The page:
Genealogy from the perspective of a member of The Church of Jesus Christ of Latter-day Saints (Mormon, LDS)

Sunday, November 26, 2017

Focus Your Efforts on the FamilySearch Family Tree

If you look closely at the above screenshot from the Family Tree, you will see that there are 72 Memories and 63 Sources attached to this individual. Sometimes, as is the case with Francis Tanner, a lot of research is necessary and documenting that research is also necessary. In this case, as I have been writing in the recent past, the problem is a frustrating end-of-line situation. In other cases, it is merely a need to fully document a well-recorded individual. I can assure you that every other ancestor leading back to Francis Tanner is just as well documented. As a matter of fact, leading up to and including Francis in the eight generations of my male Tanner line, there are a total of 511 sources attached to this particular Tanner line. There are also 723 Memories. Much of the information now in the Family Tree was not previously available to the Tanner family.

For example, the birth record of John Tanner KWJ1-K2F had never been published or referenced previously to doing the research in the Hopkinton, Rhode Island Town Clerk Records. Substantiating each individual has taken years of intensive research.

The idea here is that family history is a cumulative effort that may take many years. The Family Tree is a wonderful tool to accumulate and collaborate all of this information. What is most important is that the Family Tree allows for an ongoing correction process. A lot of errors and misinformation has accumulated over the years and the Family Tree allows us to come much closer to a family-wide consensus concerning crucial identifications and information.

Another important factor is that the information that is found continues to be incorporated into the summaries under Vital Information. I am frequently finding dates and places recorded in the Vital Information section that do not match the records that have been added as sources. When you do find a pertinent record, take the time to accurately record the information in the summary.

One frustrating problem is that people are still making changes without adding a substantiating source. This is even more frustrating when the change contradicts the sources and Memories already available. Reproducing traditional information that is not now supported by sources does not help the overall effort to correct and substantiate the entries in the Family Tree.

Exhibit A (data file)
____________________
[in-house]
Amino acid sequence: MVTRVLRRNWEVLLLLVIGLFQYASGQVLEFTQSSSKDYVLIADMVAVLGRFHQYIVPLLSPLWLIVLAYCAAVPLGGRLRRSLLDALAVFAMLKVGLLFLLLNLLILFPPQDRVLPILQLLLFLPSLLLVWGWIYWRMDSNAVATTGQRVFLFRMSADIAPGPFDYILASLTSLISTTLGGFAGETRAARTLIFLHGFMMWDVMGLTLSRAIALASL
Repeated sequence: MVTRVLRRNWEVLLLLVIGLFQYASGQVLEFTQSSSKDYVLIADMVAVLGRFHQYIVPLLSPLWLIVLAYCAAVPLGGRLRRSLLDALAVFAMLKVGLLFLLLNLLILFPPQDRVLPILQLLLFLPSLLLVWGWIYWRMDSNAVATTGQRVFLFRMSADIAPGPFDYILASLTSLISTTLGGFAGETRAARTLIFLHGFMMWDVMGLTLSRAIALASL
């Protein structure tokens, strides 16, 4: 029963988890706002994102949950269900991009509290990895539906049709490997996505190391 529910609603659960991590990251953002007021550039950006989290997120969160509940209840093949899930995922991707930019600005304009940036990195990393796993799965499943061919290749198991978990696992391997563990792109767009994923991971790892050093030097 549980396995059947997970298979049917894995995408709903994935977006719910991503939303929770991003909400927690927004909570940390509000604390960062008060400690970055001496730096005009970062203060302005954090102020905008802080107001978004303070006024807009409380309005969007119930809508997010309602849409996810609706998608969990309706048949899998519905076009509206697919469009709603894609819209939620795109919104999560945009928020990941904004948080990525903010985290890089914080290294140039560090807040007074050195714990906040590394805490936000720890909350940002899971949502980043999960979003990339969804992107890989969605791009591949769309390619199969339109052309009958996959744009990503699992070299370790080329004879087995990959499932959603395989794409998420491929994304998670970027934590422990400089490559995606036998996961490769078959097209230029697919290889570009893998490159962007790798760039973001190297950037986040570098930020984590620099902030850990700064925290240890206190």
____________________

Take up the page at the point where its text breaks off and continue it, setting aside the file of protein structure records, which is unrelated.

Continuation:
I am finding quite a number of people who are focusing their attention on a pedigree or family tree in another program. There are a variety of reasons for doing this. Most commonly, they express a concern about "changes" being made to the Family Tree. However, as I have pointed out, these "changes" are, in many cases, resulting in the correction of the accumulation of false traditionally held information. By failing to focus on the Family Tree, these false traditions are merely being perpetuated. The Family Tree is essentially a "clearing house" for information about the world's families.

Surprisingly, this unsupported and false traditional information seems to come most commonly from This is surprising since supplies a wealth of record hints that are apparently being ignored by its users.  For example, I now have 24 Ancestry supplied sources for my Great-great-grandfather Sidney Tanner. However, in looking at some of the other family trees in Ancestry that share information about this particular ancestor, I find none with all of these sources and some family trees with as few as 4 sources. I can only assume that these people are not focusing on Sidney to any extent and are potential contributors of inaccurate information. The is especially true since Sidney has 66 sources in the Family Tree.

Of course, the raw number of sources is not the only persuasive factor in correcting information. It is not uncommon to find inappropriately attached sources that have not been properly evaluated. But that is another problem for another day.

No comments:

Post a Comment